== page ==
School news

School meals should be a different experience for Abilene students when they return to class in August.

During a special meeting Monday morning the Abilene Board of Education voted to enter into an agreement with Opaa! Food Management, Inc., to provide school lunches/breakfasts beginning this fall — subject to approval by the Kansas State Department of Education (KSDE).

That means USD 435 no longer will be in the food system business and Opaa will take over everything that has to do with food, from ordering to preparing to serving — assuming KSDE gives the go-ahead.

“KSDE exercises a great deal of authority in this process,” Brown said.

That’s because school food service programs are funded by the federal government and money is collected by selling meals to students, teachers and others.

Superintendent Greg Brown said three food management companies responded to the 11 RFPs (requests for proposal) sent out by the school district. The other two companies were Chartwells and Taher.

All three of the companies that bid are serving Kansas schools, although Opaa has the most, including three nearby districts in Chapman, Solomon and Clay Center.

Opaa representatives prepared a meal for school board members and others in attendance during the Abilene USD 435 June 8 board meeting and gave a presentation explaining what they have to offer.

Besides preparing school meals, the Opaa representatives said they could also cater special events, could prepare carry out for ball teams to take with them and provide food for nearly every occasion.

Board Member Chris West asked if there would be an extra charge if sandwiches were made for the football team.

Opaa would bill for that, Brown said, but the company had built that into their estimation.

Saving money?

“Is this a significant savings? Is that why we’re doing this?” asked Board Vice-President Randy Gassman.

“We’re anticipating a significant savings,” Brown said. “Our food service is a little tricky. Ours has not been losing money. It holds its own. It’s not like it’s a broken system you have to fix. We’re looking at ways to make it a little better.”

In visiting with the bidding companies, all three said Abilene schools would save a certain amount of money, Brown said.

“The Opaa bid was approximately $200,000 less than the other two,” Brown said. “I think that reflects a little bit in terms of savings of money.”

The Opaa bid was not available due to proprietary reasons since the contract still is pending, Assistant Superintendent Chris Cooper said Monday afternoon.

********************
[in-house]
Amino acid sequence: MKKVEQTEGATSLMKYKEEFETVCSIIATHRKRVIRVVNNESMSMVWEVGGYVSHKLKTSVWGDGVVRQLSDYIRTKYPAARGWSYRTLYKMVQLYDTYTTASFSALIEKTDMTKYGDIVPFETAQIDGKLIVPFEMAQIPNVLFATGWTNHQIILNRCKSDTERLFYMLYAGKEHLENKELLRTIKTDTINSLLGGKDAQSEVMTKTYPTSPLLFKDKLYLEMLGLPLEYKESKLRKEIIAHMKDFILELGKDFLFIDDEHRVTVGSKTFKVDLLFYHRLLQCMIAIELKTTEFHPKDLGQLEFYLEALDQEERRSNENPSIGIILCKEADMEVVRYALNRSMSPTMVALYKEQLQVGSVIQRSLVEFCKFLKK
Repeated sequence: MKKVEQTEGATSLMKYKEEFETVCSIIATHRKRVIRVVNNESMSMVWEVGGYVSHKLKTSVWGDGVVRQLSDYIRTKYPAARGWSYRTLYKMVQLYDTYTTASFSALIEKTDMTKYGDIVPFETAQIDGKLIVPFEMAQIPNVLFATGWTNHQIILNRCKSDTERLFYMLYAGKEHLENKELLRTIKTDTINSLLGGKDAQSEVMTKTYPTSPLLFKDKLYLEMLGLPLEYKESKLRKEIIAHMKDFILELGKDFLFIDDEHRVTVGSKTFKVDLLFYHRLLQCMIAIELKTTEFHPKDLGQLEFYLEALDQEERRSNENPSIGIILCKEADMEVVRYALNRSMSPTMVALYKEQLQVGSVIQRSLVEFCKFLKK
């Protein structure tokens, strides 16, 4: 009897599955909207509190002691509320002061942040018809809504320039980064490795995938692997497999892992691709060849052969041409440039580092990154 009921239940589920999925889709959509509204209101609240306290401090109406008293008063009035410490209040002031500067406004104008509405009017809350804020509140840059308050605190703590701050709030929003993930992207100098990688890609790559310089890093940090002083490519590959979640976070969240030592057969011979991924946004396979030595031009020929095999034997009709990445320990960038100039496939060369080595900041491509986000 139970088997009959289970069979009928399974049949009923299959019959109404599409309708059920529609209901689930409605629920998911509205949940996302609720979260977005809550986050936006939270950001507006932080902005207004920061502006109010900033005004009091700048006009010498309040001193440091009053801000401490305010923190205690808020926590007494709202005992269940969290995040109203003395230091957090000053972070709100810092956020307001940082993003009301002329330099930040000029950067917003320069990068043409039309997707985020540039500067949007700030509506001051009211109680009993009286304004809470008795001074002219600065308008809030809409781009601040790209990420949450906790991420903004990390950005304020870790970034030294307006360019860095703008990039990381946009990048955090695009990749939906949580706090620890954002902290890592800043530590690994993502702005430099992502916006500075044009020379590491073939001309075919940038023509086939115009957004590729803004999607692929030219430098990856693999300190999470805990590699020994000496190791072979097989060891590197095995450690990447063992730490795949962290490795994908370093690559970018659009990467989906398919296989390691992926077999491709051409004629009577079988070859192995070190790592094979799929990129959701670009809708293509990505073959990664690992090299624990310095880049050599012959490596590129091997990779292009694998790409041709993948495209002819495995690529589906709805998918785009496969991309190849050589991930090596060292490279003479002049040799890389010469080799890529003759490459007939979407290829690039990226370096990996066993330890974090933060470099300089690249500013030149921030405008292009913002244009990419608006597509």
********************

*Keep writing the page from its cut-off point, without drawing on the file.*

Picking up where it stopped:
Board Member Jennifer Waite asked if current staff would remain or if they would have to reapply.

Brown said current staff would remain, although some had resigned because they knew the district was looking at the possibility of contracting out food service.

“Opaa will work with us. It’s not like they will bring in unknown people. All hires will need administrative approval,” Brown said. “We will be very connected with that process.”

Brown also noted that many who had left did so because they were near retirement age.

After the meeting, Cooper said there will be a transitional period, where USD 435 will continue to employ some, while others will be Opaa employees.

Gassman said he was concerned by the loss of employees, but Brown said many who resigned did not want to work under conditions expected by Opaa.

Cooper said Opaa requires more kitchen work, including a lot more cutting of fruit and vegetables.

Brown noted that Abilene food service employee Dori Collins worked for Opaa at one time and she felt Opaa’s expectations were “very reasonable.”

Waite said she is excited to see more fresh fruits and vegetables on the menu and was interested in utilizing local sources.

When Opaa representatives talked to the board, they indicated the company likes to use local resources whenever available.

Brown said he has been having an “ongoing conversation” with a local meat producer and he hopes to get some type of arrangements established with the local producer this fall.

The agreement approved by the school board Monday is a five-year contract, renewable every year and includes a price for everything they produce. Brown said prices cannot go higher than the consumer price index.

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